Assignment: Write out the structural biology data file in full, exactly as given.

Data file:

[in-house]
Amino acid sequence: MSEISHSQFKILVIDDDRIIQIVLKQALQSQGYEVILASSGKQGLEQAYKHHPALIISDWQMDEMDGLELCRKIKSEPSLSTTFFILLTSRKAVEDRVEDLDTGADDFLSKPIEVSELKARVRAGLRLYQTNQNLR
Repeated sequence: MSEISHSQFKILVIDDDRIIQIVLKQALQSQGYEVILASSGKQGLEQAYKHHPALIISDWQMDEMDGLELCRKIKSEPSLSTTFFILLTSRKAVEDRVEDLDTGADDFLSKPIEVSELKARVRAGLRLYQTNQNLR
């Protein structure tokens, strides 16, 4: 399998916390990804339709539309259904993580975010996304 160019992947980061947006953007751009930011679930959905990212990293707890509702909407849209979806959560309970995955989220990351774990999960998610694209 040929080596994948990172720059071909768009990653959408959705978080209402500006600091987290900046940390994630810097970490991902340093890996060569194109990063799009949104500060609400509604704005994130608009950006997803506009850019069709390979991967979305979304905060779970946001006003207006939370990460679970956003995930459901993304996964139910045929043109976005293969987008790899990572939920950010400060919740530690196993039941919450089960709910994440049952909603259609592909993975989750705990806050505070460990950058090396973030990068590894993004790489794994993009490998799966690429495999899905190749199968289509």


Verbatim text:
[in-house]
Amino acid sequence: MSEISHSQFKILVIDDDRIIQIVLKQALQSQGYEVILASSGKQGLEQAYKHHPALIISDWQMDEMDGLELCRKIKSEPSLSTTFFILLTSRKAVEDRVEDLDTGADDFLSKPIEVSELKARVRAGLRLYQTNQNLR
Repeated sequence: MSEISHSQFKILVIDDDRIIQIVLKQALQSQGYEVILASSGKQGLEQAYKHHPALIISDWQMDEMDGLELCRKIKSEPSLSTTFFILLTSRKAVEDRVEDLDTGADDFLSKPIEVSELKARVRAGLRLYQTNQNLR
């Protein structure tokens, strides 16, 4: 399998916390990804339709539309259904993580975010996304 160019992947980061947006953007751009930011679930959905990212990293707890509702909407849209979806959560309970995955989220990351774990999960998610694209 040929080596994948990172720059071909768009990653959408959705978080209402500006600091987290900046940390994630810097970490991902340093890996060569194109990063799009949104500060609400509604704005994130608009950006997803506009850019069709390979991967979305979304905060779970946001006003207006939370990460679970956003995930459901993304996964139910045929043109976005293969987008790899990572939920950010400060919740530690196993039941919450089960709910994440049952909603259609592909993975989750705990806050505070460990950058090396973030990068590894993004790489794994993009490998799966690429495999899905190749199968289509």